In my infinite newbieness, I assume that an 8% width decrease
    might translate into a decrease in frictional drag at the tire/road
    contact points. Not clear, though, as decreased contact area
    also means increased contact force per unit area. I don't have
    a good enough grasp on the physics involved...

    Quote Originally Posted by shawnbbrad
    I was facing the same quandary as you, Psychlo, as I had a bike with Matrix rims and lesser Shimano hubs, and I just KNEW that if I shopped around, that I could spend a little money on some new light wheels and reap big benefits.

    Long story short, I researched wheel weights, shopped eBay for months, finally got a deal I could live with on Open Pros/Dura Ace, bought and installed them and...

    Nothing.

    No perceivable difference. I had built it up in my mind, and had trained like a madman (for me) so that when I finally DID put those new wheels on, I was really going to be floating up the climbs, or at least spinning up to speed with a lot more zip.

    But no. Turning the pedals up my regular hills, my legs feel just as dead and useless as ever. Believe me, I want to feel some--any--kind of improvement, but I never have.
    Oh, I've wasted my life.

    Good luck,
    -Shawn

  8. #8
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    Tire width question

    You should be riding a tire width that allows you to run 100-110 psi (7-7.5 bar) without getting pinch flats. Higher pressures cause discomfort due to the harsh ride, reduce traction, and make for poor handling as the hard tire bounces over rough road surfaces. Ultra high pressures only work on very smooth surfaces. A wider tire flexes less at a given pressure, and so has LESS rolling friction - casing flex is a major source of tire energy dissipation and therefore rolling resistance. Contact force is equal to the tire pressure, so you are not changing it by changing tire size. The tire will distort to establish a contact patch equal to the weight on that tire divided by the pressure in the tire.

  9. #9
    Diesel Engine
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    Wider is better IMO/IME

    I switched to wider tires a few years ago when I couldn't find the tires I wanted in 23c at a shop I was at. I found the 25c's to roll better, ride and corner better and be more durable than the 23c's they replaced. So in the absence of scientific data, my experience has resulted in my use of 25's (at a minimum) ever since. I may even put on 28's if there's room under the brake bridge & fork crown.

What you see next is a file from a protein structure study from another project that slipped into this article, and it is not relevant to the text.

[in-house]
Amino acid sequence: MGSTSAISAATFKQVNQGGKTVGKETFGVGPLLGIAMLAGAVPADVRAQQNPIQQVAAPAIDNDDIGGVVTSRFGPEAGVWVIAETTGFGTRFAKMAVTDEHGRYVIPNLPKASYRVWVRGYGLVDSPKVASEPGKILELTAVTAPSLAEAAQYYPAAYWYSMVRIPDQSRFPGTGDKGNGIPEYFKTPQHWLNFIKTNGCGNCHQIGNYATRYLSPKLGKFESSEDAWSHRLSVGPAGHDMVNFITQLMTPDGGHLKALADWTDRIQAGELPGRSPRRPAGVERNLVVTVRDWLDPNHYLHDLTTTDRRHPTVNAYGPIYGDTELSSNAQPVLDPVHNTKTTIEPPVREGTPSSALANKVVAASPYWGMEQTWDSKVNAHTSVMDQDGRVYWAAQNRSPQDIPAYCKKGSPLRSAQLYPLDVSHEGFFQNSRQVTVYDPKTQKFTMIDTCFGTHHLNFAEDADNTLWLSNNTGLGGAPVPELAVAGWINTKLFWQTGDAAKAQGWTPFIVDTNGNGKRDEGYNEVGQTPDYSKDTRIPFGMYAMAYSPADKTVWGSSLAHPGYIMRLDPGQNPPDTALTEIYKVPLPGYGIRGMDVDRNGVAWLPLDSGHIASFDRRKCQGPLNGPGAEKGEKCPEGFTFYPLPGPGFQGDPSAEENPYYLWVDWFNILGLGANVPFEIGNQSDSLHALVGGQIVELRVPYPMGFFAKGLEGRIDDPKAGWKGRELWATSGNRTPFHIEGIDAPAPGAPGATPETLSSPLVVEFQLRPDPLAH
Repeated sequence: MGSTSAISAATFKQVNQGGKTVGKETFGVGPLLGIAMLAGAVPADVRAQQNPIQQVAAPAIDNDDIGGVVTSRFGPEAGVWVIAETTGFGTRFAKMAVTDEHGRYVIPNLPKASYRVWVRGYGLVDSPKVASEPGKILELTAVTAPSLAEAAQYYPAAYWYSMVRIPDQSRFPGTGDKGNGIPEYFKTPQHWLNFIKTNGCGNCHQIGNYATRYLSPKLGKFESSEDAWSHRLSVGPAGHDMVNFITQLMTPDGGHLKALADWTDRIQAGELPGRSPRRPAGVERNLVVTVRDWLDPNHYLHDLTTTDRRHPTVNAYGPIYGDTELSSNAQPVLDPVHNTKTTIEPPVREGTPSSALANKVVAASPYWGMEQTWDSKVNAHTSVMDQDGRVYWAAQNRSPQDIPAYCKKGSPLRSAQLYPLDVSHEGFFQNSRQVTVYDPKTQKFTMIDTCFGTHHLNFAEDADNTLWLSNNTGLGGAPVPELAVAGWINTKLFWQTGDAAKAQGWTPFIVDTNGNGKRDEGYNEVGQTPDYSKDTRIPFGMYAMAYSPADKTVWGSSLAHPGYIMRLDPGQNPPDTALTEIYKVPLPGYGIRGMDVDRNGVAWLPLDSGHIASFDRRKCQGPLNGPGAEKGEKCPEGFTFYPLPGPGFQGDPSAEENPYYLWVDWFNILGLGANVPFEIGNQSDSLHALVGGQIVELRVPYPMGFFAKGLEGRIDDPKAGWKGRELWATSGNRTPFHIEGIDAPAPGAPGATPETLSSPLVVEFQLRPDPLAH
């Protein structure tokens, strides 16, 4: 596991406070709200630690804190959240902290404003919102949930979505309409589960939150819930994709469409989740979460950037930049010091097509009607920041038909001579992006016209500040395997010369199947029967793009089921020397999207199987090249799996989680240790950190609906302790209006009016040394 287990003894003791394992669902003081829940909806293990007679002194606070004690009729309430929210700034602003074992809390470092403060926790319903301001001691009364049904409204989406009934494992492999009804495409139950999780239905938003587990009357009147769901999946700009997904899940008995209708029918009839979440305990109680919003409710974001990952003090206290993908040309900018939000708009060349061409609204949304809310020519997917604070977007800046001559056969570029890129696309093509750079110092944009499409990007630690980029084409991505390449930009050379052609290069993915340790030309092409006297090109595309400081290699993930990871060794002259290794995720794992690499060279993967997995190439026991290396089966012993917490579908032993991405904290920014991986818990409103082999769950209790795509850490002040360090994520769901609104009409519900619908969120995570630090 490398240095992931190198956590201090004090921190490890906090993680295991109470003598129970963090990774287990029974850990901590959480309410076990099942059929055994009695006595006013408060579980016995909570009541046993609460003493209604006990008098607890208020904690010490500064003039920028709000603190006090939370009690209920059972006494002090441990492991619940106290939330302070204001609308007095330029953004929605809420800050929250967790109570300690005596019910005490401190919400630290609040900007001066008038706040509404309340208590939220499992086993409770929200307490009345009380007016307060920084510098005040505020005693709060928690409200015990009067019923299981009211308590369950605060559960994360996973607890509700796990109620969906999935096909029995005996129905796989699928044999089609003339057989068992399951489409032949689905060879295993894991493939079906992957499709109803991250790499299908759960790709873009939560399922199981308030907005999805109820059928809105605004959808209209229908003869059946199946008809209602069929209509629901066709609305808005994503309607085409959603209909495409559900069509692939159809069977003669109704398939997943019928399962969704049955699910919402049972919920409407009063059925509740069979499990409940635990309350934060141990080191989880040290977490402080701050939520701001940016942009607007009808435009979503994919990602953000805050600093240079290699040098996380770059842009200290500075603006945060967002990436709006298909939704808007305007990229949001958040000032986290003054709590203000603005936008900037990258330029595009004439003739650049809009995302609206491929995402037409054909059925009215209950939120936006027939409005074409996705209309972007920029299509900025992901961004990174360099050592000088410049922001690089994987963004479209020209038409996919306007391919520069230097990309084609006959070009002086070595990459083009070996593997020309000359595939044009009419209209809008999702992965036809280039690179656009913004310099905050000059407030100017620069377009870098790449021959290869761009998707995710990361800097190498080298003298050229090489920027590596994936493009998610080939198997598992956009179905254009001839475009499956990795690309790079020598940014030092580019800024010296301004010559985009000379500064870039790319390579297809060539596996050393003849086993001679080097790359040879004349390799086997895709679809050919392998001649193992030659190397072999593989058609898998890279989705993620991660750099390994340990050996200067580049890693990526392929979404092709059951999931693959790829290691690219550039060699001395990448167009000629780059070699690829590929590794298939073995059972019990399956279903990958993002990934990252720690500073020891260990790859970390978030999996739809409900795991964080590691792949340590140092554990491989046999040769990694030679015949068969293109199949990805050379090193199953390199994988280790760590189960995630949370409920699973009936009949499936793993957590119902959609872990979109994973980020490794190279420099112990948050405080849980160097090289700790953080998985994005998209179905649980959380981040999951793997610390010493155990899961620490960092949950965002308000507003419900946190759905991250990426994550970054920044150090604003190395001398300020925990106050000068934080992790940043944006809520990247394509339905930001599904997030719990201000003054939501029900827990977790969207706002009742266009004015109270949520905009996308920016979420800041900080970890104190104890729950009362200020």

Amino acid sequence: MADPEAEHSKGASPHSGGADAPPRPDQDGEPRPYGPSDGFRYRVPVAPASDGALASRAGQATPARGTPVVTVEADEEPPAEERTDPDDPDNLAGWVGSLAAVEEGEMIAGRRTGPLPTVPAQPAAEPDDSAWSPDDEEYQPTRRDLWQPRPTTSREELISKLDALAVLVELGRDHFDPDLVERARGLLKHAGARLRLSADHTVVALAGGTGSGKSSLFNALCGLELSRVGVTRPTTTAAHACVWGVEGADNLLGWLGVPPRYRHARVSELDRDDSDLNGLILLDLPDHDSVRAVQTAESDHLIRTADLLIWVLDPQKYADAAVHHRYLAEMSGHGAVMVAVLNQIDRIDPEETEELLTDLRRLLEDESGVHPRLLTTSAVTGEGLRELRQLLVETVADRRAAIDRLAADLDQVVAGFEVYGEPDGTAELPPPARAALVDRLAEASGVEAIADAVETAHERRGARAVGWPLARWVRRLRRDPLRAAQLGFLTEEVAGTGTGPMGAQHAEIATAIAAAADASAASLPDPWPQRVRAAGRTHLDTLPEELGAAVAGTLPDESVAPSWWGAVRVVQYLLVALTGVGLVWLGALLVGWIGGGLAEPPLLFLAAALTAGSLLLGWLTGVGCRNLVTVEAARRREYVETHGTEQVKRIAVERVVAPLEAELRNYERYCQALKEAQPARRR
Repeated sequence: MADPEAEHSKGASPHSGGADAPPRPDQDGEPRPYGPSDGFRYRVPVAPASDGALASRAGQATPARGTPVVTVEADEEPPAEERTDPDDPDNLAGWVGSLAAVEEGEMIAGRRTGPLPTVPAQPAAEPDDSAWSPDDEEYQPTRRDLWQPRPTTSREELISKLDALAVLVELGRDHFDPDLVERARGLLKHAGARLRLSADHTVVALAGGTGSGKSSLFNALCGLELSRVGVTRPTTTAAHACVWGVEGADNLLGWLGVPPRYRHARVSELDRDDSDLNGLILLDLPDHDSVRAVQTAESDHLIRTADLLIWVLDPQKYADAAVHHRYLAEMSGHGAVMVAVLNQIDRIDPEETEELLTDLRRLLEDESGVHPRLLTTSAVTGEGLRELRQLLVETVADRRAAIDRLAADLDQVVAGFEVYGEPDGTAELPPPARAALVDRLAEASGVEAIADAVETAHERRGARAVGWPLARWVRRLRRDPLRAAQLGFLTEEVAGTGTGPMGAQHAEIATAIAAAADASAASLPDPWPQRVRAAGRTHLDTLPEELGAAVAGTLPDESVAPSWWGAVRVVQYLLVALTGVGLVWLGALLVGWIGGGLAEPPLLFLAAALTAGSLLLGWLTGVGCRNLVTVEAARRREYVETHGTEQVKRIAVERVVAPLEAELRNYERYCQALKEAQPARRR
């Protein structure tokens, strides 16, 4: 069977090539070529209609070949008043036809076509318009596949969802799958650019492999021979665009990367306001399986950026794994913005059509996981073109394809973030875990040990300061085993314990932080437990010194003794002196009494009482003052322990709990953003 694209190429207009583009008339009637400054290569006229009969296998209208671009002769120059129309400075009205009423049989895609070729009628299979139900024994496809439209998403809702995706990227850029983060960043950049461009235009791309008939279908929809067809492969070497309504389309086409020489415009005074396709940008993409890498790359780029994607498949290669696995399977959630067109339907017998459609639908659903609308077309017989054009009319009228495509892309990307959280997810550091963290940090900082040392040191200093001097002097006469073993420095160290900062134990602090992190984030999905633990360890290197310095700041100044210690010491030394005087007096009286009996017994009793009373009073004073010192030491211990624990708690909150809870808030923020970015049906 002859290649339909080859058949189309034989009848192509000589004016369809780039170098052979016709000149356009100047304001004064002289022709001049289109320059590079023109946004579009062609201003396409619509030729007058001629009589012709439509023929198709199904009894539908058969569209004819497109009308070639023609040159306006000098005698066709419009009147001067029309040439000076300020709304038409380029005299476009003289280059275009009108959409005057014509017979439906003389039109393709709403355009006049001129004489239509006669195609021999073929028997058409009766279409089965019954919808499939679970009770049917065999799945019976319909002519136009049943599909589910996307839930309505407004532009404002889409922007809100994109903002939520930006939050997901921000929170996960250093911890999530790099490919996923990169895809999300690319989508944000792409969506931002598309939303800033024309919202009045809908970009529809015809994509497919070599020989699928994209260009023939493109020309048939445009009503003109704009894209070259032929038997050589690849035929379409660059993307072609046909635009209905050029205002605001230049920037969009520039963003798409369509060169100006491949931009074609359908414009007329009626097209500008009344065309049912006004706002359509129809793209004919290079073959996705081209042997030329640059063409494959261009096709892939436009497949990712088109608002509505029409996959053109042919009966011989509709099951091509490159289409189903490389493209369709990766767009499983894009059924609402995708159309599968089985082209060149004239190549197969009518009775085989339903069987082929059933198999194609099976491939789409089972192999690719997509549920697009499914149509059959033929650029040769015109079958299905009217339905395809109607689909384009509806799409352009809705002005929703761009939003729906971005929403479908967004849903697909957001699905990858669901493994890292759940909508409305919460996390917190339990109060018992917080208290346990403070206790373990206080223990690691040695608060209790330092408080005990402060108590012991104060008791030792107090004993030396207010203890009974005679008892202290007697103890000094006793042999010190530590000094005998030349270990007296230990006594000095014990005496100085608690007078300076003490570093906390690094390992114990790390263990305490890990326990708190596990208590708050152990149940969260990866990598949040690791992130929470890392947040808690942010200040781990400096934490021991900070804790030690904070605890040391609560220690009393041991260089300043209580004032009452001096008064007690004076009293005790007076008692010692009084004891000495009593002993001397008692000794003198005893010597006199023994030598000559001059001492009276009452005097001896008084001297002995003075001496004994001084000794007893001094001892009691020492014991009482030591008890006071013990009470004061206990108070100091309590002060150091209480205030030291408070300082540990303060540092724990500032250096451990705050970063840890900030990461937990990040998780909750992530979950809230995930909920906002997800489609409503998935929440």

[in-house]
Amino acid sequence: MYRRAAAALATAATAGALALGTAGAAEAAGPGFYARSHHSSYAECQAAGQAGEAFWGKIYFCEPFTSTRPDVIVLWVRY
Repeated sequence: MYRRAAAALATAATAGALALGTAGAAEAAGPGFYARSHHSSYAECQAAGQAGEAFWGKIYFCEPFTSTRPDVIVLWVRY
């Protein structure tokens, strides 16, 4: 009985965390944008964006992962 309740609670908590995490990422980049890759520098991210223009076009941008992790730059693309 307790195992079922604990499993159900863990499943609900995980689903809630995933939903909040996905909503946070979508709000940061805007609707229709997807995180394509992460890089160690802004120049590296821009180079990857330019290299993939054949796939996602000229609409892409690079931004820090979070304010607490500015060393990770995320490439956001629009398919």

In my opinion, there's two things that are way overrated on the bike - carbon fiber anything and skinny tires pumped up to 130psi. As Kerry Irons said, run the minimum pressure that prevents pinch flats. For me that's 105 or so psi with 25c's and I weigh 215 lbs, so I'm far from a flyweight.

    I don't think that you'll see much of a difference in the wheelset upgrade you mention. On the flats it is very difficult to tell much difference between wheels - chances are on a less expensive wheelset, most of the extra weight is in the hub and the OEM tires. Swapping tires may be a more noticable change than spending a bunch on a new wheelset. My wife has a similar wheelset on her Trek 1000 (Vuelta rims, generic hubs) and on the odd time I've swapped them out with the 'better' wheels on my bike (DA/OP) I've noticed little difference, even with the OEM IRC Red Storm 25c tires on there.

    The advice you got on the general board is right on the money. Keep the wheels you have and keep riding. Save your wheel money for your next bike...

  10. #10
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    Thumbs up

    Thanks for your feedback, everyone! I've decided to keep my current setup
    for a while and to reassess the situation next year. I like the 853 frame on
    my Lemond Alpe D'Huez, so if asked today I would upgrade the drivetrain
    rather than buy a new bike. I don't want to spend a lot of cash. However,
    in the few weeks I've been riding I've already realized that there are lots
    of things to learn, and perhaps my taste in frames will evolve too.
    See you on the road!

  11. #11
    The Edge
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    I actually prefer to run a 25mm on the rear when I can, even for time trials, which I do well in. I don't notice any difference in straight lines with 23 or 25, but for me I feel more confident cornering on 25s.
    I'm a gravity missile. Clydesdales, represent!